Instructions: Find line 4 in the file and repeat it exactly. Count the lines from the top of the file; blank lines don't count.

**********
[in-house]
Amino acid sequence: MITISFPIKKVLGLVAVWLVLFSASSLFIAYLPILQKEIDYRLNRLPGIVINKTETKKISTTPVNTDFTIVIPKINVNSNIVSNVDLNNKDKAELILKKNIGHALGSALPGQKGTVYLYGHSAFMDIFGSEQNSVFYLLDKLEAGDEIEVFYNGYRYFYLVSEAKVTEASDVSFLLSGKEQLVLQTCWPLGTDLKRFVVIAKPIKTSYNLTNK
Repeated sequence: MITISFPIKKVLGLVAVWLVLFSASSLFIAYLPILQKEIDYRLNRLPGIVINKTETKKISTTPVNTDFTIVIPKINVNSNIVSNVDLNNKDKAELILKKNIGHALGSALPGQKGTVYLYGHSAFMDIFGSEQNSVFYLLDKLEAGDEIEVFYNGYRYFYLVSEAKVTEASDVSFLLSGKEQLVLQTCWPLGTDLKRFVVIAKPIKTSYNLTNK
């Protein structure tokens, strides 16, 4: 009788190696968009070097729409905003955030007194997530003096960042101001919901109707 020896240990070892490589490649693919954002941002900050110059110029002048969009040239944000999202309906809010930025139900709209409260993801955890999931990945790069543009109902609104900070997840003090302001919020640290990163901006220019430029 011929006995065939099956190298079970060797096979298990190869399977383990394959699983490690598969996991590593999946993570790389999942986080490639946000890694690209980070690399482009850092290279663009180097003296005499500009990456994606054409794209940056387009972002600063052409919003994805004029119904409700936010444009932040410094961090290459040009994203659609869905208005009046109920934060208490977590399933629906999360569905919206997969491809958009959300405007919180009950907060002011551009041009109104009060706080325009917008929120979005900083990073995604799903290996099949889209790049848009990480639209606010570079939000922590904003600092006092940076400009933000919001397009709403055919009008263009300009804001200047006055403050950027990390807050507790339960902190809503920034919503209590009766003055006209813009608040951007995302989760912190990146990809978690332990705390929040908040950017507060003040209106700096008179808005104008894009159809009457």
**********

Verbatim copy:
């Protein structure tokens, strides 16, 4: 009788190696968009070097729409905003955030007194997530003096960042101001919901109707 020896240990070892490589490649693919954002941002900050110059110029002048969009040239944000999202309906809010930025139900709209409260993801955890999931990945790069543009109902609104900070997840003090302001919020640290990163901006220019430029 011929006995065939099956190298079970060797096979298990190869399977383990394959699983490690598969996991590593999946993570790389999942986080490639946000890694690209980070690399482009850092290279663009180097003296005499500009990456994606054409794209940056387009972002600063052409919003994805004029119904409700936010444009932040410094961090290459040009994203659609869905208005009046109920934060208490977590399933629906999360569905919206997969491809958009959300405007919180009950907060002011551009041009109104009060706080325009917008929120979005900083990073995604799903290996099949889209790049848009990480639209606010570079939000922590904003600092006092940076400009933000919001397009709403055919009008263009300009804001200047006055403050950027990390807050507790339960902190809503920034919503209590009766003055006209813009608040951007995302989760912190990146990809978690332990705390929040908040950017507060003040209106700096008179808005104008894009159809009457």